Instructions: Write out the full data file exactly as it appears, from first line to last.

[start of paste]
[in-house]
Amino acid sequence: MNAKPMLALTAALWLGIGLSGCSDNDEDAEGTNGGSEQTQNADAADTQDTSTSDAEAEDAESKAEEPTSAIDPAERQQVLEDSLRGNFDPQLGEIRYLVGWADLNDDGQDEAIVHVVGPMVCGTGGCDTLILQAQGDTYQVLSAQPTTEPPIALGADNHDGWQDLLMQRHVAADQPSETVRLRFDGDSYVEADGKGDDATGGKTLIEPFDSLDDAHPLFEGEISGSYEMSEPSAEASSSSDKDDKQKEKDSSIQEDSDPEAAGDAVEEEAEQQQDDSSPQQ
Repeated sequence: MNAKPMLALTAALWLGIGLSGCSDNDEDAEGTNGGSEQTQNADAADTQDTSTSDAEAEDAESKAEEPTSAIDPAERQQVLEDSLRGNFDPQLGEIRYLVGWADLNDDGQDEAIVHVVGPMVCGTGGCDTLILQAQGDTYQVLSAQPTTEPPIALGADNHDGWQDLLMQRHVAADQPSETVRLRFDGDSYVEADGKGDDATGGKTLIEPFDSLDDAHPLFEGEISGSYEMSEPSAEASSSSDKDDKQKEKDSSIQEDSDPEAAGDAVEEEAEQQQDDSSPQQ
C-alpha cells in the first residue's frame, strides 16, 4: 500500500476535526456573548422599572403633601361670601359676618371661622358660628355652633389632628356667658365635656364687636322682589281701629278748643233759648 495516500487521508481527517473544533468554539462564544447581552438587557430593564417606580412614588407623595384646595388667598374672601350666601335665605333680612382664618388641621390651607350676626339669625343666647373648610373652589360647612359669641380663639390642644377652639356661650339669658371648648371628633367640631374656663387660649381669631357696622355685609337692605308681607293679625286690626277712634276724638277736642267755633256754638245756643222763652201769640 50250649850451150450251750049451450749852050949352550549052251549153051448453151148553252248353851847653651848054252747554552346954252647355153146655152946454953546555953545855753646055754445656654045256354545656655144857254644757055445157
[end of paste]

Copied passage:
[in-house]
Amino acid sequence: MNAKPMLALTAALWLGIGLSGCSDNDEDAEGTNGGSEQTQNADAADTQDTSTSDAEAEDAESKAEEPTSAIDPAERQQVLEDSLRGNFDPQLGEIRYLVGWADLNDDGQDEAIVHVVGPMVCGTGGCDTLILQAQGDTYQVLSAQPTTEPPIALGADNHDGWQDLLMQRHVAADQPSETVRLRFDGDSYVEADGKGDDATGGKTLIEPFDSLDDAHPLFEGEISGSYEMSEPSAEASSSSDKDDKQKEKDSSIQEDSDPEAAGDAVEEEAEQQQDDSSPQQ
Repeated sequence: MNAKPMLALTAALWLGIGLSGCSDNDEDAEGTNGGSEQTQNADAADTQDTSTSDAEAEDAESKAEEPTSAIDPAERQQVLEDSLRGNFDPQLGEIRYLVGWADLNDDGQDEAIVHVVGPMVCGTGGCDTLILQAQGDTYQVLSAQPTTEPPIALGADNHDGWQDLLMQRHVAADQPSETVRLRFDGDSYVEADGKGDDATGGKTLIEPFDSLDDAHPLFEGEISGSYEMSEPSAEASSSSDKDDKQKEKDSSIQEDSDPEAAGDAVEEEAEQQQDDSSPQQ
C-alpha cells in the first residue's frame, strides 16, 4: 500500500476535526456573548422599572403633601361670601359676618371661622358660628355652633389632628356667658365635656364687636322682589281701629278748643233759648 495516500487521508481527517473544533468554539462564544447581552438587557430593564417606580412614588407623595384646595388667598374672601350666601335665605333680612382664618388641621390651607350676626339669625343666647373648610373652589360647612359669641380663639390642644377652639356661650339669658371648648371628633367640631374656663387660649381669631357696622355685609337692605308681607293679625286690626277712634276724638277736642267755633256754638245756643222763652201769640 50250649850451150450251750049451450749852050949352550549052251549153051448453151148553252248353851847653651848054252747554552346954252647355153146655152946454953546555953545855753646055754445656654045256354545656655144857254644757055445157